A United Nations human rights body called on Saudi Arabia on Friday to immediately end its system of male guardianship which it said severely limits the basic freedoms of women in the kingdom.
The U.N. Committee on the Elimination of Discrimination Against Women, in its first scrutiny of Saudi Arabia’s gender equality record, said Islamic Sharia law should not trump an international women’s rights treaty that Riyadh signed in 2000.
The committee’s 23 independent experts urged Saudi Arabia to “amend its legislation to confirm that international treaties have precedence over domestic laws,” and “enact a comprehensive gender equality law.”
They also said that Riyadh should “take immediate steps to end the practice of male guardianship over women” and work to eliminate “negative cultural practices and stereotypes” which discriminate against women.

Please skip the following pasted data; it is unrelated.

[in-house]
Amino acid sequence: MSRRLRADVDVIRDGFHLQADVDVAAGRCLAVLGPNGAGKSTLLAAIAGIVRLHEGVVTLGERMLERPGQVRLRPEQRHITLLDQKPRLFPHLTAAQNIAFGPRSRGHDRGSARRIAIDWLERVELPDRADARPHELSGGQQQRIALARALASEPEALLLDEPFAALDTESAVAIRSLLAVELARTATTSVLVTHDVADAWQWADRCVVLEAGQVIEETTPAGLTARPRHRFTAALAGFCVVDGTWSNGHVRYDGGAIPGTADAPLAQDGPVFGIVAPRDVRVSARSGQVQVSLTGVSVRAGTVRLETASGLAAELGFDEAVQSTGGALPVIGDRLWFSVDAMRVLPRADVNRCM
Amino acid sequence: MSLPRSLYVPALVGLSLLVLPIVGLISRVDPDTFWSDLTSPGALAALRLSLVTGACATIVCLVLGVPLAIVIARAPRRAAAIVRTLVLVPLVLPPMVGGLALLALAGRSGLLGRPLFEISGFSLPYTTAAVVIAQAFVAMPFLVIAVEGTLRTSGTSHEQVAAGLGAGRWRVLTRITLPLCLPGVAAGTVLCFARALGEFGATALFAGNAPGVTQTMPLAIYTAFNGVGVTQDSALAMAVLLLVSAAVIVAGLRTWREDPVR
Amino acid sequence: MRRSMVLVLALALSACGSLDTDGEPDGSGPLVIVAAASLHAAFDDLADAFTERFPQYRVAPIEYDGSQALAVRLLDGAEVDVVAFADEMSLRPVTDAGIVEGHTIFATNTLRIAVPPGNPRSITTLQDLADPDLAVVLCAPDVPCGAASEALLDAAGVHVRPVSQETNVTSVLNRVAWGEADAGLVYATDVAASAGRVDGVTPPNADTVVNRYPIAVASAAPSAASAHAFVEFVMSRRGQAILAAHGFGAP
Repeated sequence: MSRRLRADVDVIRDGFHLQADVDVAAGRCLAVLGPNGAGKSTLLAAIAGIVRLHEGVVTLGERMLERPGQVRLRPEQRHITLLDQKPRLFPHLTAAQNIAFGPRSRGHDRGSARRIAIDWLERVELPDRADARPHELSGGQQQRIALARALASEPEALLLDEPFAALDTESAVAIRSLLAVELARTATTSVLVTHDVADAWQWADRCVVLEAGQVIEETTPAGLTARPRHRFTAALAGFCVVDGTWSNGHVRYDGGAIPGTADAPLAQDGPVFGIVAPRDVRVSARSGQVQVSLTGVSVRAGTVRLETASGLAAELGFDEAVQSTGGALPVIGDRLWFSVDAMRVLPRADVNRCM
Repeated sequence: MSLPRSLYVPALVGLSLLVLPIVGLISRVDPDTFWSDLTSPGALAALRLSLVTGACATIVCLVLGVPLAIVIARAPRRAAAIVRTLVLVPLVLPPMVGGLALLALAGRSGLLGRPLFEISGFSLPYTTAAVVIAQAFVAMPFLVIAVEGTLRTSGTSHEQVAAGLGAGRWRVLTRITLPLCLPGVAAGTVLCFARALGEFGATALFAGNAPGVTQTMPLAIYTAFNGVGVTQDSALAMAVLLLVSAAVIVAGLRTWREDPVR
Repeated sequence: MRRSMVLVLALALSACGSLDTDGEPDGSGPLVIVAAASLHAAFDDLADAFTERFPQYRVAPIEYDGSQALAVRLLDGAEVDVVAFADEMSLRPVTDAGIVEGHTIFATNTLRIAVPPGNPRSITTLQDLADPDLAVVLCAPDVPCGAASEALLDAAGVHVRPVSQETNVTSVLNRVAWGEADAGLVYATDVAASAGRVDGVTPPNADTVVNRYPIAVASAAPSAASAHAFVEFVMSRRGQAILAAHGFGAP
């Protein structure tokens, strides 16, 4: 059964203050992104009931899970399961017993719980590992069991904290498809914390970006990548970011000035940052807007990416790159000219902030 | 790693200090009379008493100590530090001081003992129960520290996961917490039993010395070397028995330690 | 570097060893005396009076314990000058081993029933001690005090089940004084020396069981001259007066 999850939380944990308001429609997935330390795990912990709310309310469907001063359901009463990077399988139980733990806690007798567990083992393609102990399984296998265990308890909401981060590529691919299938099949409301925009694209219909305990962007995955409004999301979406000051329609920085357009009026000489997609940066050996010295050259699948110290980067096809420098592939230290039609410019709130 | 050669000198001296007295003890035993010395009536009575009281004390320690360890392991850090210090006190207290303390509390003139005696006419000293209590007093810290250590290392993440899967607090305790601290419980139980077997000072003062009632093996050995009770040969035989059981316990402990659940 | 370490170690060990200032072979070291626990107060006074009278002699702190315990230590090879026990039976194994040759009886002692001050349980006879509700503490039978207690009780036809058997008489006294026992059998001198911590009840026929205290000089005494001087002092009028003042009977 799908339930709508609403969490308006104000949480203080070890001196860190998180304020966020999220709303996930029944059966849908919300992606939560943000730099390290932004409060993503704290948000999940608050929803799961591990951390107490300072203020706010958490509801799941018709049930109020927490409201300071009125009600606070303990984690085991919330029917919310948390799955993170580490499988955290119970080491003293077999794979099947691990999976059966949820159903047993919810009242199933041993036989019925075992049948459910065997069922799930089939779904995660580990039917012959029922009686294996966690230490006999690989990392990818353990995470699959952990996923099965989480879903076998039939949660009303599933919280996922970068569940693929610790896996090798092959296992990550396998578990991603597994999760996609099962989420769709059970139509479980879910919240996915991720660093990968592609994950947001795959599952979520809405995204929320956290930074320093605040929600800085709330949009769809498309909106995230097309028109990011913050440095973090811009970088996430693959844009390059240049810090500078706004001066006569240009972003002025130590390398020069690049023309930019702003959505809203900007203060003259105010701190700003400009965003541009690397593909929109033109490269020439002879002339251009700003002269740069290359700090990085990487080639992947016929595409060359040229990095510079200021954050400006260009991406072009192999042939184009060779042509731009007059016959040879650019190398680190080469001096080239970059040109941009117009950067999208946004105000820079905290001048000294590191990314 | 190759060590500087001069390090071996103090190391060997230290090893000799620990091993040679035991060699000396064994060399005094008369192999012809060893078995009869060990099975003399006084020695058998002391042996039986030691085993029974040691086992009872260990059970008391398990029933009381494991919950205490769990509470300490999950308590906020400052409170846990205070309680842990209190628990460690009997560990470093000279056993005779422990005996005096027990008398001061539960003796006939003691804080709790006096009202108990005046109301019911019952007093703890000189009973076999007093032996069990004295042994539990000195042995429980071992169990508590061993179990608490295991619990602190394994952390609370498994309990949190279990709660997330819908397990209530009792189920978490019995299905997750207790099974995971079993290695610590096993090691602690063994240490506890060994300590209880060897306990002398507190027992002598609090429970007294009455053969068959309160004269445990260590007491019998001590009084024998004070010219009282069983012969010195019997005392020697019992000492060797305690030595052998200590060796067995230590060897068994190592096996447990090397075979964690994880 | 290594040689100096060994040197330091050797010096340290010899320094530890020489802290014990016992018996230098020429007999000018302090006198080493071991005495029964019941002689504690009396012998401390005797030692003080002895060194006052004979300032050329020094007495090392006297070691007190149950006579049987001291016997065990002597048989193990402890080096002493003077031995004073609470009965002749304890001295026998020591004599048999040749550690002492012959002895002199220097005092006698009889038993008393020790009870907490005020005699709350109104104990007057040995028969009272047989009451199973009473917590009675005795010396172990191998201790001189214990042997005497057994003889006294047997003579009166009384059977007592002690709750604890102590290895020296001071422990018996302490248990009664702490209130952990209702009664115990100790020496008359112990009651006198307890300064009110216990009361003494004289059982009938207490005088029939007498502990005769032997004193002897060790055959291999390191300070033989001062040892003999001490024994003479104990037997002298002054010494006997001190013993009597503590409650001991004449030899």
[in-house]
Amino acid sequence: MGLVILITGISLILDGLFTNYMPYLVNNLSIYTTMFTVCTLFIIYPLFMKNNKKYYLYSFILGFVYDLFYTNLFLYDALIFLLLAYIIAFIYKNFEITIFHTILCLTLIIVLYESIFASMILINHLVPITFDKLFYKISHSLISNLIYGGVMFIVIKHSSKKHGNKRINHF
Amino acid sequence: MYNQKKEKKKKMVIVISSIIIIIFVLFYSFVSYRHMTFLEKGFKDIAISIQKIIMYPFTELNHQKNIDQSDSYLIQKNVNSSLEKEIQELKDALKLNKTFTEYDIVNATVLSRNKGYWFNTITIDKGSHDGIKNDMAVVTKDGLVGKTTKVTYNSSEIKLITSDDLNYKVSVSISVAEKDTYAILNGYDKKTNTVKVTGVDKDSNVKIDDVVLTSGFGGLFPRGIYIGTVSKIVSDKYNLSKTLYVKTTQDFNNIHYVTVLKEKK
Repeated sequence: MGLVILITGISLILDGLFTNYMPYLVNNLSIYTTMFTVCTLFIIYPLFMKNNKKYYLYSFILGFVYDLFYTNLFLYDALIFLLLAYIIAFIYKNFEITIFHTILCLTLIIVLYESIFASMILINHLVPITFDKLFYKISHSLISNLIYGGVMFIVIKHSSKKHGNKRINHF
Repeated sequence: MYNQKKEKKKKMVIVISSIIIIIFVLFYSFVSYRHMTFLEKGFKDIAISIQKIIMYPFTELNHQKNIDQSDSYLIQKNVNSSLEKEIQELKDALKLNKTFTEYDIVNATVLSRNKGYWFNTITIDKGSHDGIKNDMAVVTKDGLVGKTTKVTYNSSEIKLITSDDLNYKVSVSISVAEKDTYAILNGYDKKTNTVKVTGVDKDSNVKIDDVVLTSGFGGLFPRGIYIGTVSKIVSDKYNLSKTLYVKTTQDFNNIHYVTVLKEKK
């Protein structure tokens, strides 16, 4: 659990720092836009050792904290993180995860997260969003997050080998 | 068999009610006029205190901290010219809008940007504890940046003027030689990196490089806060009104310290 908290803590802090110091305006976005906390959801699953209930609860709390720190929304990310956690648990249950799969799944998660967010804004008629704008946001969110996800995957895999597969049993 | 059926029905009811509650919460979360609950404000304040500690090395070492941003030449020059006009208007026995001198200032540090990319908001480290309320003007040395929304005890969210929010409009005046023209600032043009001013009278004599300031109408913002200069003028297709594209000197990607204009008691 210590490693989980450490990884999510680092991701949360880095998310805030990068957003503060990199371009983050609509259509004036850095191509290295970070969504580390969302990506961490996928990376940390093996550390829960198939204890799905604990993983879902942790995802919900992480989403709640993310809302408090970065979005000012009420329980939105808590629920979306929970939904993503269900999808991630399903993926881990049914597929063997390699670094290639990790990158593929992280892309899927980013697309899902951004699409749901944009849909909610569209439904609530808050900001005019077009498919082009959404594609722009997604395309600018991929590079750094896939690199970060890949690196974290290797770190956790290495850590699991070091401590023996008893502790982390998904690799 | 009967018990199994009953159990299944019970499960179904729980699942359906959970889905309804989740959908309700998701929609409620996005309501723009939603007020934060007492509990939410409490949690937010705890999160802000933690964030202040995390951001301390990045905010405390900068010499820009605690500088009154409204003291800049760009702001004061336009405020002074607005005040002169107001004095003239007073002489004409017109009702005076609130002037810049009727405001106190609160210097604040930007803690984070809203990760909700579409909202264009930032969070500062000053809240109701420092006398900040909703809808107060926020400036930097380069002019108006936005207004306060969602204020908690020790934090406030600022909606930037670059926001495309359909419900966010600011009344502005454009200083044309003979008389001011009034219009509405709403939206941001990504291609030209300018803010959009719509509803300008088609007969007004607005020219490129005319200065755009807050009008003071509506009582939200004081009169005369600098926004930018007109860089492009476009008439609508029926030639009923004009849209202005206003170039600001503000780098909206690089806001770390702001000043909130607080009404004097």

Read more about CEDAW. As with all of these sorts of treaties, there is no mechanism to force Riyadh to abide by its protocols. Still, invoking international treaties in domestic human rights disputes can have the effect of building up domestic and international support for the aggrieved population. (See: Apartheid South Africa, or more recently, attempts by the United Nations Human Rights Council to chastise Israel over its treatment of the Palestinians.) This resolution can certainly has the potential to be a rallying cry for activists agitating for greater rights of women in the Kingdom of Saud.